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On That Connection

November 5, 2017

We know about that black connection. I'd argue it's at its best when demonstrated between total strangers, like this connection transcends age, money, profession, whatever - eye contact is made you get a nod, a smile, maybe a handshake, sometimes more. When these pleasantries are exchanged as a one off, it's a beautiful thing, but when they're exchanged on a consistent basis through repeated interactions what follows isn't necessarily a friendship, but a bond of mutual respect.  I'd like to give a special shout out to black service workers - custodial staff, food workers, and for the purposes of this article, metro station managers.

 

I see the same station manager every morning I get off at DuPont Circle for work. Over months we've graduated from passing nods to fist bumps and brief conversation. We don't know each other's names, probably don't have much at all in common other than this skin thing but last week he stopped me and decided to give me a Metro "Trip Pass". Something I'd never even heard  of. Which is first of all like, y'all just been hiding these?? Whipped out like a whole ass booklet of free rides. The way y'all be charging us I didn't even think this was possible.

 

 

Regardless, I told him I didn't need it and he suggested that I hold onto it for a rainy day.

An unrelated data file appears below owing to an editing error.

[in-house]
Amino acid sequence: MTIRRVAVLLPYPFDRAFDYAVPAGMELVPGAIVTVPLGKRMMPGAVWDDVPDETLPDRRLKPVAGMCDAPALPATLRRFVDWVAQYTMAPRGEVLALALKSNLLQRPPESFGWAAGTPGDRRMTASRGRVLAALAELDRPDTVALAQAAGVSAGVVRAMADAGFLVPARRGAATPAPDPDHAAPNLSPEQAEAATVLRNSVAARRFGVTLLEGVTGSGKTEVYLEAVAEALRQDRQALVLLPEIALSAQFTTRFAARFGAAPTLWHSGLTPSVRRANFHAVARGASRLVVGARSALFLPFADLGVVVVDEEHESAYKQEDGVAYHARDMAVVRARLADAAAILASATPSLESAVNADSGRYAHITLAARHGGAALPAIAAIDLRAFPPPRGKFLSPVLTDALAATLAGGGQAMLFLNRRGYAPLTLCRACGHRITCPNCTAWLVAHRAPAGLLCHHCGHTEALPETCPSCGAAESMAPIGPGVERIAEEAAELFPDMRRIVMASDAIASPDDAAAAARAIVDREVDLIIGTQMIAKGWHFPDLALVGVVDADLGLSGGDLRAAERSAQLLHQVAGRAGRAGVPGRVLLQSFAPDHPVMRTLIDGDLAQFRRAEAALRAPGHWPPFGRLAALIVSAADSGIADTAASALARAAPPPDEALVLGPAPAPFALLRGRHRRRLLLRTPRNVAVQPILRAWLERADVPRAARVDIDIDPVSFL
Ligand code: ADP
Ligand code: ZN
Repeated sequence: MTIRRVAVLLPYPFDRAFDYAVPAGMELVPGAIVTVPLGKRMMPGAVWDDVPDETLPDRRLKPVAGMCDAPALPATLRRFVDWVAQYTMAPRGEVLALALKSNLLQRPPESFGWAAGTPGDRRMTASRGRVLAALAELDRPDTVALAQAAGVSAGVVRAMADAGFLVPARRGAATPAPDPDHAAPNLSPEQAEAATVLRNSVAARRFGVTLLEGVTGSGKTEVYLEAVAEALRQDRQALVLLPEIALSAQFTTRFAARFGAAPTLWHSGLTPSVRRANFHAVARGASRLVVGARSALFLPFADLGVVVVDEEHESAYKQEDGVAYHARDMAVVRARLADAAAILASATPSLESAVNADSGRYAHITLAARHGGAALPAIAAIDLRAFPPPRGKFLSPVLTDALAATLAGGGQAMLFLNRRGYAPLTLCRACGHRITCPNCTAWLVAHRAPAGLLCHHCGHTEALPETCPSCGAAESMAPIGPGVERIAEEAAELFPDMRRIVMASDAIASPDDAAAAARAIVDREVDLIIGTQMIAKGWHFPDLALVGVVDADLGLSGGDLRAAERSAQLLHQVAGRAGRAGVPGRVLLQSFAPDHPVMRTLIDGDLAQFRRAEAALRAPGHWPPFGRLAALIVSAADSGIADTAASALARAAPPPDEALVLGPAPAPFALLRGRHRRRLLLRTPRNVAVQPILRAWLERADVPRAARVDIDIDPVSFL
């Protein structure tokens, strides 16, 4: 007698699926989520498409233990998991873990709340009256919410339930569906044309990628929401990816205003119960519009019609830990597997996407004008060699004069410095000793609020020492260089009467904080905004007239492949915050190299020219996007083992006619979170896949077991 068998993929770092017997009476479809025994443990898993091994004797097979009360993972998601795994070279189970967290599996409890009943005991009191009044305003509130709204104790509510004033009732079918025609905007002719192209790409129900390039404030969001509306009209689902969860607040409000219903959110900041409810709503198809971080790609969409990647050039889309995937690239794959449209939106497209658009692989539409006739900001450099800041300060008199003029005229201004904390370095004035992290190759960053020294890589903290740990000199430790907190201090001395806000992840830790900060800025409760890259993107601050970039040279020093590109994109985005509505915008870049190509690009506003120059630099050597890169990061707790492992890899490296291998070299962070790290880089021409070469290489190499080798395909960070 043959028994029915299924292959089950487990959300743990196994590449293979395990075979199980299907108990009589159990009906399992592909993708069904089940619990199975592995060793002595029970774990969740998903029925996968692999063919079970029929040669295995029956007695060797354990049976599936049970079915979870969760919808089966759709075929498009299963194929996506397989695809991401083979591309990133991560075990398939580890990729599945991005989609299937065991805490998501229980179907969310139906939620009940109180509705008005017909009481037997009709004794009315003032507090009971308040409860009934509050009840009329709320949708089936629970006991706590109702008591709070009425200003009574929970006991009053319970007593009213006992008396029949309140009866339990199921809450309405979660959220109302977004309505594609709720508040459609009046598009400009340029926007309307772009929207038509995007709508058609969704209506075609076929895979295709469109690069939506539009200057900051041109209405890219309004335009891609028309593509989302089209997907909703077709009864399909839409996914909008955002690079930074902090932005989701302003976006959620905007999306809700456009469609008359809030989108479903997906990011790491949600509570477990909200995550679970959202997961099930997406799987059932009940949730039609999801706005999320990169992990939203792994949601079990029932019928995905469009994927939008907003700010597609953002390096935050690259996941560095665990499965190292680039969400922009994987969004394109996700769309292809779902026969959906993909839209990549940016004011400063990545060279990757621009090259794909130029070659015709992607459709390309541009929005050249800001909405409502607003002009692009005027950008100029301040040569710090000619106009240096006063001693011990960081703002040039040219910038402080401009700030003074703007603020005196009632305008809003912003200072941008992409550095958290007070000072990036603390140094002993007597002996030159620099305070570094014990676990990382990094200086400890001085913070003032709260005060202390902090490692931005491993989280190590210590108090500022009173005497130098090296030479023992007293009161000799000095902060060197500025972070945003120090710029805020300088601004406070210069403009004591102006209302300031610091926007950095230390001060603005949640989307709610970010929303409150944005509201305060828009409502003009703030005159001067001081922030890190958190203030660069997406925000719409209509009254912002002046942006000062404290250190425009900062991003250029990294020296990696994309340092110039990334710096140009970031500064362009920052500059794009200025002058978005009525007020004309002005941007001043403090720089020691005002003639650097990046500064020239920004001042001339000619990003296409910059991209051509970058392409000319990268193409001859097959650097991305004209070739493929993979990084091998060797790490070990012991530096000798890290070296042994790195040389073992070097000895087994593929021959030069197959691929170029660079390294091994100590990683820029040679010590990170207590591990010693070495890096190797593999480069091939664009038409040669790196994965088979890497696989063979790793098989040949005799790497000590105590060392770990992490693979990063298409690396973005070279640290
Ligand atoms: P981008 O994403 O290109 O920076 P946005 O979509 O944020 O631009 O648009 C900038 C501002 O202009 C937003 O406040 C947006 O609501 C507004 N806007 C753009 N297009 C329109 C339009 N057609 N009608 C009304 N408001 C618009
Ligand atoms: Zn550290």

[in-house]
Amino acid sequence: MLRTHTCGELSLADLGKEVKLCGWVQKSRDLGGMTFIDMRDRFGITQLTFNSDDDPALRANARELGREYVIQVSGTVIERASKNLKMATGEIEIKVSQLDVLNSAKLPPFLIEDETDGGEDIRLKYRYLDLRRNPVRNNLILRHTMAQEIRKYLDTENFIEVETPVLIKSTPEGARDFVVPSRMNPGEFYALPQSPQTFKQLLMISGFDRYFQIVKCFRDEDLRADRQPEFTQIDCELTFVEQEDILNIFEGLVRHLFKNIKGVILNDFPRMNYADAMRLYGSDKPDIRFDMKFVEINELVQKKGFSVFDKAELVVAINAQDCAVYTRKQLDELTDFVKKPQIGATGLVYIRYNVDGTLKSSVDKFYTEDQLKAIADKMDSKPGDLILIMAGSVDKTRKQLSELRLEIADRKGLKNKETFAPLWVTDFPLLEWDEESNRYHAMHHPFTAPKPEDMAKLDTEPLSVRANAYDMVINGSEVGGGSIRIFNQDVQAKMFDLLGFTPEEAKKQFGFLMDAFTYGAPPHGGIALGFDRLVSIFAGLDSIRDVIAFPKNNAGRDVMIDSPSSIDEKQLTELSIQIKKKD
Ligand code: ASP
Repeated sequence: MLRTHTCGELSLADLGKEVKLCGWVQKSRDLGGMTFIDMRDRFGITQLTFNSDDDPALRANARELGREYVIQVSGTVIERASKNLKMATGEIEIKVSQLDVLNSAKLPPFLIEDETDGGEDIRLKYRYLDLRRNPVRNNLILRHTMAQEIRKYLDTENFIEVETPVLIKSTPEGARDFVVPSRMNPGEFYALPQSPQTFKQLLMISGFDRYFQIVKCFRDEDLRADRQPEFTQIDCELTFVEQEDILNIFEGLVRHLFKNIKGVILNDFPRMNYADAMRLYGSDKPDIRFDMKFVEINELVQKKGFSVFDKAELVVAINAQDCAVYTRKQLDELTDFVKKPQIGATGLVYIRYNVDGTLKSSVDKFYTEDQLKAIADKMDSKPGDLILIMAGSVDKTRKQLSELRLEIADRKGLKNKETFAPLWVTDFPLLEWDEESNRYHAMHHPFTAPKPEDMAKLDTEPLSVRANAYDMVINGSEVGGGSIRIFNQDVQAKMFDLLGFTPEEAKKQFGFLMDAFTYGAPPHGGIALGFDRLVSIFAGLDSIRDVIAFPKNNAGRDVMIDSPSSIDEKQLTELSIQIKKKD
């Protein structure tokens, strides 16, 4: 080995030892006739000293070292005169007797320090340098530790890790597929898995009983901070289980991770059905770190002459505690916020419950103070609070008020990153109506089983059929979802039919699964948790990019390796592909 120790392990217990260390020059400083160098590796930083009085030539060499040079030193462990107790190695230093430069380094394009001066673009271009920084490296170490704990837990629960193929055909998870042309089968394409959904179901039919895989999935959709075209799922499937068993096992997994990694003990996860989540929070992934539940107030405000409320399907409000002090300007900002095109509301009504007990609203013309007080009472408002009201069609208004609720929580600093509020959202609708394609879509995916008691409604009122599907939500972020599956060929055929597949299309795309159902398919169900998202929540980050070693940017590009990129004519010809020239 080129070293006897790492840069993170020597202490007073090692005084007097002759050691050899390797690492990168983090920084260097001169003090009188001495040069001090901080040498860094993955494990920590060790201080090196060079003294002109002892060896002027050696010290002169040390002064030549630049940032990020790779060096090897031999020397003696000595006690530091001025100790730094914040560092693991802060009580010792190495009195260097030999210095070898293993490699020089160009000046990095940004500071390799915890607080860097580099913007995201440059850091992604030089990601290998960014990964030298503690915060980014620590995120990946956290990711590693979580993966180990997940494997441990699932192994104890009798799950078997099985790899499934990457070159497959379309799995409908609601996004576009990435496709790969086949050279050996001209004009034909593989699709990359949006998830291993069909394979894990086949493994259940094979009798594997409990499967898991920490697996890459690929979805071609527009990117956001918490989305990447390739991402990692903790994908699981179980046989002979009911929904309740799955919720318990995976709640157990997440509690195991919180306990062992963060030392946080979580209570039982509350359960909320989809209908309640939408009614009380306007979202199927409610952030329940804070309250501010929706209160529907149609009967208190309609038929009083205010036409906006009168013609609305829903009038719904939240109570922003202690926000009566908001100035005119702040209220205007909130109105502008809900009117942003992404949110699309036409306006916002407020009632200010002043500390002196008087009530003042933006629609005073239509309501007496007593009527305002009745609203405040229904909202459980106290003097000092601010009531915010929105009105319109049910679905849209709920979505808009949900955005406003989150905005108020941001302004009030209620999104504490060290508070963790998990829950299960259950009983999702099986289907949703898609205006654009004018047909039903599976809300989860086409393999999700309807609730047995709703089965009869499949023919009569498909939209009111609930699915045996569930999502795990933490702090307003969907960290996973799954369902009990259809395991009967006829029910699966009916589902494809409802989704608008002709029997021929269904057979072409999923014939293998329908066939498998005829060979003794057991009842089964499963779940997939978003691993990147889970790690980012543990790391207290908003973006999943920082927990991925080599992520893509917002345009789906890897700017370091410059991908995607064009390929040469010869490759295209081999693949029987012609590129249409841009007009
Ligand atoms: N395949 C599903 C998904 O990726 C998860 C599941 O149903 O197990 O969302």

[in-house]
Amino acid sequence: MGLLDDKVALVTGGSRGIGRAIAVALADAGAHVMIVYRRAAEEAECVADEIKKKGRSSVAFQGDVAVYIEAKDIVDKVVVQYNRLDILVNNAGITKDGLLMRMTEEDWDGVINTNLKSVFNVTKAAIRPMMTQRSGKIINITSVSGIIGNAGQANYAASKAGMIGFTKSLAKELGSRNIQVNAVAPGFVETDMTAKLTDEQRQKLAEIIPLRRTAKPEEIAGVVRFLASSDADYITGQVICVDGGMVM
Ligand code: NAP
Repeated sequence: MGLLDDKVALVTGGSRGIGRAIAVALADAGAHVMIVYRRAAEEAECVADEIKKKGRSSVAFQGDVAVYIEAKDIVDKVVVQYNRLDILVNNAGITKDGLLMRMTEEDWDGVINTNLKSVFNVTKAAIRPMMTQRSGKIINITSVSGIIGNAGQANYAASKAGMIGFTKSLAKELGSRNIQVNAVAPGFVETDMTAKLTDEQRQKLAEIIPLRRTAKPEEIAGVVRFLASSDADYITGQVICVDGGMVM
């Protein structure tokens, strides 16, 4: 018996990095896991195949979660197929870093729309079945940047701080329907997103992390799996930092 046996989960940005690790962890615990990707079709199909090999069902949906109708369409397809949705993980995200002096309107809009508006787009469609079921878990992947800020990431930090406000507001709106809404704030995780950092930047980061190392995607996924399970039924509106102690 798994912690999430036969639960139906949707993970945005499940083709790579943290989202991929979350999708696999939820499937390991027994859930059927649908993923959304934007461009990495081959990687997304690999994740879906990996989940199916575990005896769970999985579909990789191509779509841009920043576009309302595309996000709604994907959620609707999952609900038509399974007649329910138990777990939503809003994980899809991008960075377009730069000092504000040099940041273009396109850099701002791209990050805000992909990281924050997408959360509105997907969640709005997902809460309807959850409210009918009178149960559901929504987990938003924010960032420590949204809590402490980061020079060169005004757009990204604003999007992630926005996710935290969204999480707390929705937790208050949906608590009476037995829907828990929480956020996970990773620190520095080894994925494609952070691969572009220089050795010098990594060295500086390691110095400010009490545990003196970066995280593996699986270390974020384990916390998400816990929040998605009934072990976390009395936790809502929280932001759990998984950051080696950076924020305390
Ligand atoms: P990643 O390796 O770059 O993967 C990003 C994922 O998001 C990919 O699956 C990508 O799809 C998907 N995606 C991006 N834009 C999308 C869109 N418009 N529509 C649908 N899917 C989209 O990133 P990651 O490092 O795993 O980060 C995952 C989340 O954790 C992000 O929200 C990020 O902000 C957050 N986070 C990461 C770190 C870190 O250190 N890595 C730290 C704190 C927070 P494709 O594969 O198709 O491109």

"Whenever you see me and you need one, just ask and I got you."

 

I still haven't used it but what a gesture, right? Just out of nowhere, and for what?? You know what I'm saying, like he doesn't owe me *anything*. It reminds me of college when after just a few weeks of showing acknowledgment and respect to the service staff of color my friends and I would get free access to the dining hall. Didn't ask for it, it just happened. One of my floor's housekeepers would make me roti and ox tail when I didn't go anywhere for the holidays. This stuff continued for four years, all because of that drive to just acknowledge them on sight. Don't gotta be friends but I see you, I get you, and thank you, just for being here. It happens today as a young professional, sometimes at lunch with a little extra here or there, sometimes I guess through a free ride on the metro. This connection is rooted in the black experience and while our daily lives and struggles are different, we both know it's possible that the only genuine show of respect we may receive today will come from someone who happens to look just like us. So let me show you that love just in case.

 

 

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